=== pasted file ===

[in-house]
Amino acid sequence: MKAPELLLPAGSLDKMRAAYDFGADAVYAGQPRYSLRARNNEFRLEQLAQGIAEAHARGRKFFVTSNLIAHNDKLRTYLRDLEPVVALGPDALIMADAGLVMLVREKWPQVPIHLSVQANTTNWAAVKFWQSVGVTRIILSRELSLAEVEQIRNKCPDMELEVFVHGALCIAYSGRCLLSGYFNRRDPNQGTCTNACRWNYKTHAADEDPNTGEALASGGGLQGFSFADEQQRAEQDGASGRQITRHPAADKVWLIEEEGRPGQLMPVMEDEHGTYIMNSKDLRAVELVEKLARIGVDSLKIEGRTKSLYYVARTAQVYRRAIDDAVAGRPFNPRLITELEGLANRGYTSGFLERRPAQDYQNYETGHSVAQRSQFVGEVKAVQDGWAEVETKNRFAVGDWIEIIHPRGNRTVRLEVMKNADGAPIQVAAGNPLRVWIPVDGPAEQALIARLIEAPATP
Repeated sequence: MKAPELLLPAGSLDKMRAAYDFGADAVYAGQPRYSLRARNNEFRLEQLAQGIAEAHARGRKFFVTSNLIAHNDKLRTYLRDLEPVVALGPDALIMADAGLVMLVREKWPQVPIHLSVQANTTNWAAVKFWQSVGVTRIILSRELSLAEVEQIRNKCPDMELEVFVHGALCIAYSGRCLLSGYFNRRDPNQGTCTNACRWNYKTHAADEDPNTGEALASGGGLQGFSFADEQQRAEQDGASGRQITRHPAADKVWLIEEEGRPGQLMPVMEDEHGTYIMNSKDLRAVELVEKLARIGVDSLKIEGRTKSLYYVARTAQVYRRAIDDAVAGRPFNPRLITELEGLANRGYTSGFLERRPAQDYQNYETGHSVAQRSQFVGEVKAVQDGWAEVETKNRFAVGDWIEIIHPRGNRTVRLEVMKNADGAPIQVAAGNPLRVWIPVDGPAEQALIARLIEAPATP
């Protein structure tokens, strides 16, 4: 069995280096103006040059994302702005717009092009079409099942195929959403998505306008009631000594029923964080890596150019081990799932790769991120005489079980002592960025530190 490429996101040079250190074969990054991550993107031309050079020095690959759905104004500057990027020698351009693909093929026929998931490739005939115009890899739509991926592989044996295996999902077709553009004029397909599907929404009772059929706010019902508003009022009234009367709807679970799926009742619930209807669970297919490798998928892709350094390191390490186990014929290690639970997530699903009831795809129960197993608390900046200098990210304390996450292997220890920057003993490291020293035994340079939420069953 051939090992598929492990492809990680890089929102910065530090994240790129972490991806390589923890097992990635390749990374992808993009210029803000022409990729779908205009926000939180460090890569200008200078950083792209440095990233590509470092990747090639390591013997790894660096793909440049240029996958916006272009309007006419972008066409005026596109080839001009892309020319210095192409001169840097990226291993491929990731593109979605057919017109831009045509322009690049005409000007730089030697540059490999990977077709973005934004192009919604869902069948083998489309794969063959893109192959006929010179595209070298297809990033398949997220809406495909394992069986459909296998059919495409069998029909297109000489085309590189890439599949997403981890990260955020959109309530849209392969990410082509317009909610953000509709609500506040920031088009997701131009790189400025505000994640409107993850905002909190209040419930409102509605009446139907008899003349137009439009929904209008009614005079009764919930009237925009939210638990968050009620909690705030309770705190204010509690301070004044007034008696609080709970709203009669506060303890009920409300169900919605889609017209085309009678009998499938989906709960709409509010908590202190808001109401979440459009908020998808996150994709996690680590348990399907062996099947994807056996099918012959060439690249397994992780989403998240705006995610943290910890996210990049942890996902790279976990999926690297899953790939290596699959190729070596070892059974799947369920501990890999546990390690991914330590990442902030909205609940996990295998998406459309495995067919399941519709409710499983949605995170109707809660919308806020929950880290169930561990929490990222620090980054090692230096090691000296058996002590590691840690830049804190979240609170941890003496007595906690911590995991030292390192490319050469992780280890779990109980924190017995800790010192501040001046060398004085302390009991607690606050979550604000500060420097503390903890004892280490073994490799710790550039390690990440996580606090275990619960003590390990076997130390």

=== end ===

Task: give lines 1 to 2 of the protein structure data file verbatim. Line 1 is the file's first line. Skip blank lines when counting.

[in-house]
Amino acid sequence: MKAPELLLPAGSLDKMRAAYDFGADAVYAGQPRYSLRARNNEFRLEQLAQGIAEAHARGRKFFVTSNLIAHNDKLRTYLRDLEPVVALGPDALIMADAGLVMLVREKWPQVPIHLSVQANTTNWAAVKFWQSVGVTRIILSRELSLAEVEQIRNKCPDMELEVFVHGALCIAYSGRCLLSGYFNRRDPNQGTCTNACRWNYKTHAADEDPNTGEALASGGGLQGFSFADEQQRAEQDGASGRQITRHPAADKVWLIEEEGRPGQLMPVMEDEHGTYIMNSKDLRAVELVEKLARIGVDSLKIEGRTKSLYYVARTAQVYRRAIDDAVAGRPFNPRLITELEGLANRGYTSGFLERRPAQDYQNYETGHSVAQRSQFVGEVKAVQDGWAEVETKNRFAVGDWIEIIHPRGNRTVRLEVMKNADGAPIQVAAGNPLRVWIPVDGPAEQALIARLIEAPATP